The pressure induced axial force on the valve member is directed in a closing direction of the valve member with the valve seat. As soon as the valve member is moved even a small distance away from the valve seat under pressure, the pressure is equalized around the valve member and it no longer exerts a significant closing force on the valve member and valve stem. Thus when the valve member is in the open position the operator can comfortably maintain it in that position for operation because only the biasing force of the spring must be overcome by of the operation trigger of the gun. However when the valve member very closely approaches the seat, the configuration of the valve member and the valve seat diameter together with the relative diameter of the valve stem results in a significant unbalanced force directed in the closing direction on the valve member which snaps the valve member closed against the seat. Conversely, when the significant axial force on the valve member created by the unbalanced pressure forces is overcome by movement of the trigger to slightly raise the valve member from the valve seat, the significant pressure on the valve member is reduced to insignificance with respect to the spring leaving only the biasing force on the valve stem created by the spring member.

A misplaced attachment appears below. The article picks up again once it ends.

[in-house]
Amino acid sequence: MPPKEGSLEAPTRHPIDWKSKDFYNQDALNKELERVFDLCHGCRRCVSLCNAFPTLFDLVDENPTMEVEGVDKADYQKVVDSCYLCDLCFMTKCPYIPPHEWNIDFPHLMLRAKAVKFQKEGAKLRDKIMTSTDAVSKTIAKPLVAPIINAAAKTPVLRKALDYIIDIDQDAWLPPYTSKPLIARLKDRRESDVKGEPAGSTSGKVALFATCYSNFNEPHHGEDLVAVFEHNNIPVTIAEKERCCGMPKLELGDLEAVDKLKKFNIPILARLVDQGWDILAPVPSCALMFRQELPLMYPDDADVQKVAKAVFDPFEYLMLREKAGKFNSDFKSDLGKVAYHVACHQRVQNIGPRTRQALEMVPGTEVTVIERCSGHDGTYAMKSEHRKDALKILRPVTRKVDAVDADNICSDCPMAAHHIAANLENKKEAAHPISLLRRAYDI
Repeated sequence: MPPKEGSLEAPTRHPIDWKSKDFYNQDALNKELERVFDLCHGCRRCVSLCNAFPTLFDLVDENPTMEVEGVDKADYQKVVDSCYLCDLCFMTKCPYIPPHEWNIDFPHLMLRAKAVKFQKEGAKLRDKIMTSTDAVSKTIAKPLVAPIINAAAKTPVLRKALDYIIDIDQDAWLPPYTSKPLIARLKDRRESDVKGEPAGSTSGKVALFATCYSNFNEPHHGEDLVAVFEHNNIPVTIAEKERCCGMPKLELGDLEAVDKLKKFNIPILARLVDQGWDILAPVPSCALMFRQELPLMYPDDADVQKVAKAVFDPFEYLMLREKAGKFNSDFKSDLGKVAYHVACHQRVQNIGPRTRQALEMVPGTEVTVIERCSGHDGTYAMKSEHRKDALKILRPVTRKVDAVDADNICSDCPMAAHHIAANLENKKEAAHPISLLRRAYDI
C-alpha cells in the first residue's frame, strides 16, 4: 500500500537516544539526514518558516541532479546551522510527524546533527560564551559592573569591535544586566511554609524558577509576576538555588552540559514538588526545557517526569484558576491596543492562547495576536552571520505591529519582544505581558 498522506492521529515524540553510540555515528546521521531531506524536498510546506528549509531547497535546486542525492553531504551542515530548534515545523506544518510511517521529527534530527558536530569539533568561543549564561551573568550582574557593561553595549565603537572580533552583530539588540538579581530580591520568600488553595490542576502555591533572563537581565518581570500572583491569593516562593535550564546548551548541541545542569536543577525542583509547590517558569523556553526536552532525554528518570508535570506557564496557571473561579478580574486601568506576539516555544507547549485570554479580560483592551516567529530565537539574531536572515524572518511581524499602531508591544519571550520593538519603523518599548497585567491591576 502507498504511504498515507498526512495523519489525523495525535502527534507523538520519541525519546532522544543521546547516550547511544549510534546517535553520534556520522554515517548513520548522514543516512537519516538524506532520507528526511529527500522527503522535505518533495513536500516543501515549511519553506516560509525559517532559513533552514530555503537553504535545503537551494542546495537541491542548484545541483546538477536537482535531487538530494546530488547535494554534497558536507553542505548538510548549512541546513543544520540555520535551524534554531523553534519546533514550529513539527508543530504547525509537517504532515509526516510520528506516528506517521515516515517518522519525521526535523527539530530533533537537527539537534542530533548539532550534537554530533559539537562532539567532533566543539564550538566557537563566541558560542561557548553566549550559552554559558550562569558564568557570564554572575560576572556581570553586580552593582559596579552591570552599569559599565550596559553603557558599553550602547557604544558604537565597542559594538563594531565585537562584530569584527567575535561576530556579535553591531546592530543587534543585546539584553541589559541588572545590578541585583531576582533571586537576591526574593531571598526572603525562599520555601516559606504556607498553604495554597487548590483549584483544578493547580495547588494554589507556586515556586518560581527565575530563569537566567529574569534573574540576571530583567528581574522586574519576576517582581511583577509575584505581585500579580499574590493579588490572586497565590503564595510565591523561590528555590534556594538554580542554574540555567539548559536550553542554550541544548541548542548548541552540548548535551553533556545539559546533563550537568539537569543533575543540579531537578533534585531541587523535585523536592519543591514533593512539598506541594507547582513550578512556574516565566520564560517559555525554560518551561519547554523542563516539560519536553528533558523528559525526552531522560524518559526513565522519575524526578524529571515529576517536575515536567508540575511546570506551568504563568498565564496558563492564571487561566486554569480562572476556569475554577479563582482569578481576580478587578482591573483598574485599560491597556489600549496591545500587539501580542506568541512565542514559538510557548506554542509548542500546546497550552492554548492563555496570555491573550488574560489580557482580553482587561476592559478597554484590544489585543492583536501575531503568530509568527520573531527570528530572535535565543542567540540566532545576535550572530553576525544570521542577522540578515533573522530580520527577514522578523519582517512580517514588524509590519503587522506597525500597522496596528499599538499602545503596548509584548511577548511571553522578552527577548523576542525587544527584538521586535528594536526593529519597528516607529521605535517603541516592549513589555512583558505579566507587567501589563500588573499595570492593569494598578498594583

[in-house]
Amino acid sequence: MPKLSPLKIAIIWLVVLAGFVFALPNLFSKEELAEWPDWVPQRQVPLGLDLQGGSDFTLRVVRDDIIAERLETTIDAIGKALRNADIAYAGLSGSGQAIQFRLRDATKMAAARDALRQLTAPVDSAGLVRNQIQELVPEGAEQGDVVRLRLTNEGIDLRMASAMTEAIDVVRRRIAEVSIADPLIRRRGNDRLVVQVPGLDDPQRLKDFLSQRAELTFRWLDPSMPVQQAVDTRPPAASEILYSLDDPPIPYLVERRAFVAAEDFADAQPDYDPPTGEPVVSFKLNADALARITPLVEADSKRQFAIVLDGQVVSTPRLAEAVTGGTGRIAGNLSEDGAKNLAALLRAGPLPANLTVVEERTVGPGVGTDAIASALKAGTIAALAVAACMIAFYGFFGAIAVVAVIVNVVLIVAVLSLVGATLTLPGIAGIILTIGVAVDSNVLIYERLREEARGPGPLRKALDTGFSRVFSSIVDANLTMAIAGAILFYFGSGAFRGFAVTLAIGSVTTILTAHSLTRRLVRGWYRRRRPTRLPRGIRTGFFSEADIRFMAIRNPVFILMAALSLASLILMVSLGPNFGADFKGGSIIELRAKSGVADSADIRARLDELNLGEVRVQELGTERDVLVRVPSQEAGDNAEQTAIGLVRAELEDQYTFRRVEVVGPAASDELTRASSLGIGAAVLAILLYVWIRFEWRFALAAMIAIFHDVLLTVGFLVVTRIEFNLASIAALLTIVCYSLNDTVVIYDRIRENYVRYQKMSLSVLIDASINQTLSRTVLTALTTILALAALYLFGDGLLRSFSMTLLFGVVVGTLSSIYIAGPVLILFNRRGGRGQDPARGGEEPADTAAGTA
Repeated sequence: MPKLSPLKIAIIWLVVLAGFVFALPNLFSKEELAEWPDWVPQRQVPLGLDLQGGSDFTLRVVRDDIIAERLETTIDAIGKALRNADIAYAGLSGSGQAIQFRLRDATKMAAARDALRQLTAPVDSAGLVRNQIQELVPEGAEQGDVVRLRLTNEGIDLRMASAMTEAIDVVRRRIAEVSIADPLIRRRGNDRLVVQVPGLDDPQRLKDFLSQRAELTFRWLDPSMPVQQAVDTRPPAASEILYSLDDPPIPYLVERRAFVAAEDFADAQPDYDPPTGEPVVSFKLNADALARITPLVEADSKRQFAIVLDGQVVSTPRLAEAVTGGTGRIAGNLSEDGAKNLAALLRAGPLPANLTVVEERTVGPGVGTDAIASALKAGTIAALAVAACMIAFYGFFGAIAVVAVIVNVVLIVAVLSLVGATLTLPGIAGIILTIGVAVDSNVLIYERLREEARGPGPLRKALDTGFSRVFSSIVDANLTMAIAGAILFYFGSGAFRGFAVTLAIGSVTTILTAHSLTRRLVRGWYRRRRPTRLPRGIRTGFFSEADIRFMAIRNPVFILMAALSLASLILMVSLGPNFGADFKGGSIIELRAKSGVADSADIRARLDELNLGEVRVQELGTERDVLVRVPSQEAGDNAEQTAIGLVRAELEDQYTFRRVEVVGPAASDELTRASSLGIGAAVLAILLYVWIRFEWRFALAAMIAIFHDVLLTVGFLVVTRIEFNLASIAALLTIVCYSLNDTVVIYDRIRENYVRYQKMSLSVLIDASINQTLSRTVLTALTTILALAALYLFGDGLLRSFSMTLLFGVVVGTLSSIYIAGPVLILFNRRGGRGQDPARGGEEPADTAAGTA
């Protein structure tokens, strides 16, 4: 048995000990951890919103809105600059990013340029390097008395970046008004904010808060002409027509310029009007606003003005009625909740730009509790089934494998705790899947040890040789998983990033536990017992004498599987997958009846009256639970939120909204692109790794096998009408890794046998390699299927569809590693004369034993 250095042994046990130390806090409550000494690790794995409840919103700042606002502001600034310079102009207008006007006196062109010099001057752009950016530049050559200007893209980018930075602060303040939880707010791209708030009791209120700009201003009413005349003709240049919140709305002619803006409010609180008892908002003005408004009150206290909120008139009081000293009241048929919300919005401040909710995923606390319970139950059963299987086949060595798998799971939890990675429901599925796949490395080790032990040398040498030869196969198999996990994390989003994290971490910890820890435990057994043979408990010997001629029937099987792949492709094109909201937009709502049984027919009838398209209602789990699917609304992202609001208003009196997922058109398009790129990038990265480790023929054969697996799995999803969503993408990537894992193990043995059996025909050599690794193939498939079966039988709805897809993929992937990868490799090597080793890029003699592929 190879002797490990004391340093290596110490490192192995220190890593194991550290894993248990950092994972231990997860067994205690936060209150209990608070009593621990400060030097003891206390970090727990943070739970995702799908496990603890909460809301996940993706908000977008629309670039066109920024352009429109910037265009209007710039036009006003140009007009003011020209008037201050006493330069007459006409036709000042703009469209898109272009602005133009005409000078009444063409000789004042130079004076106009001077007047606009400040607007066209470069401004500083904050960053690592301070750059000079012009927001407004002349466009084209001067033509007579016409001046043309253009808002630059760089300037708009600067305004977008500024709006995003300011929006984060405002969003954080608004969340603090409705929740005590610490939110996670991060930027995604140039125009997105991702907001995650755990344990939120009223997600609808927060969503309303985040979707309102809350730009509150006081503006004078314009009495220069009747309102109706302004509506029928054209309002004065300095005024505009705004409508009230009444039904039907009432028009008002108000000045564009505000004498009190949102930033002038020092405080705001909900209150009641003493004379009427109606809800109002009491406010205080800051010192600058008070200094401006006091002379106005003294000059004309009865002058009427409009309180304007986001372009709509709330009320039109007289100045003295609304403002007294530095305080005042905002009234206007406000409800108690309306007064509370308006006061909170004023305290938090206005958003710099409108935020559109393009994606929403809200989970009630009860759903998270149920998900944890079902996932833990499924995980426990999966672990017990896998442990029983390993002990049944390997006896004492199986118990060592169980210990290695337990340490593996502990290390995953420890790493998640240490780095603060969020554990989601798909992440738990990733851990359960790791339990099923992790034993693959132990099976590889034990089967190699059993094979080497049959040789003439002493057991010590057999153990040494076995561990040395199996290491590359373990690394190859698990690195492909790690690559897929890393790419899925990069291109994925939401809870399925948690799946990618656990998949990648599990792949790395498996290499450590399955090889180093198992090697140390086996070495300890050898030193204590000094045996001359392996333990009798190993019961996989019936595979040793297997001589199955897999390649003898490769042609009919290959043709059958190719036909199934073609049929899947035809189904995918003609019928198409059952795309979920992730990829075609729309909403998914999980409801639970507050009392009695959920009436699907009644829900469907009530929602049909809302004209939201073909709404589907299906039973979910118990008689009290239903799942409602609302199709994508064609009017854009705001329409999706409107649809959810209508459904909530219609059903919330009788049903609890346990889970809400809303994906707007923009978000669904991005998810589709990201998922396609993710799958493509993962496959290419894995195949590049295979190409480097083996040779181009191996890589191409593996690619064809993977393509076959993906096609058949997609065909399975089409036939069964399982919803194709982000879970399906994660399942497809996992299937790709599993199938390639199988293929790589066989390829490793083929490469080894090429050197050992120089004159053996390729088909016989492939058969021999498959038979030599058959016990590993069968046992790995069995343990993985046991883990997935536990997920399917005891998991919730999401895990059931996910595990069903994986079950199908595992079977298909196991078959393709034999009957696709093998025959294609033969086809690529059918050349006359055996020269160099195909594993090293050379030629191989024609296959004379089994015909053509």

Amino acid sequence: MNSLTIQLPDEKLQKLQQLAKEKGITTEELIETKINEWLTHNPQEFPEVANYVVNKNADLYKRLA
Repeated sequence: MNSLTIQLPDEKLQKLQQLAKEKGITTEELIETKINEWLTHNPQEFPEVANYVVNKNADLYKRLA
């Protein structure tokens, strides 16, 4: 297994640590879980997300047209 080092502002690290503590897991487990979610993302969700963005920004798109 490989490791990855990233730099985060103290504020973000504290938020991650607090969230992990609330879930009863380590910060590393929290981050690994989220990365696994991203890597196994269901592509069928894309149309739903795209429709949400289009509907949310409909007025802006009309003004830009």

This effectively precludes leakage of the valve and makes it very difficult for the operator to slightly crack the valve assembly in an attempt to produce a restriction of the flow. The abrupt closing action of the valve member against the valve seat protects the valve seat and other associated parts from erosion because of high pressure high velocity fluid passing through a restricted space at the valve seat between the pressure chamber and the discharge chamber. The valve seating area within the internal gun body chamber is of a small enough size and angled so that the opening and closing forces imposed upon the valve member do not cause sticking of the valve member. Additionally, a specially designed valve stem support and extension structure essentially eliminates lateral forces on the valve stem, thereby further prolonging the useful life of the overall shut-off valve means and facilitating the elimination of wasteful supply water dumpage.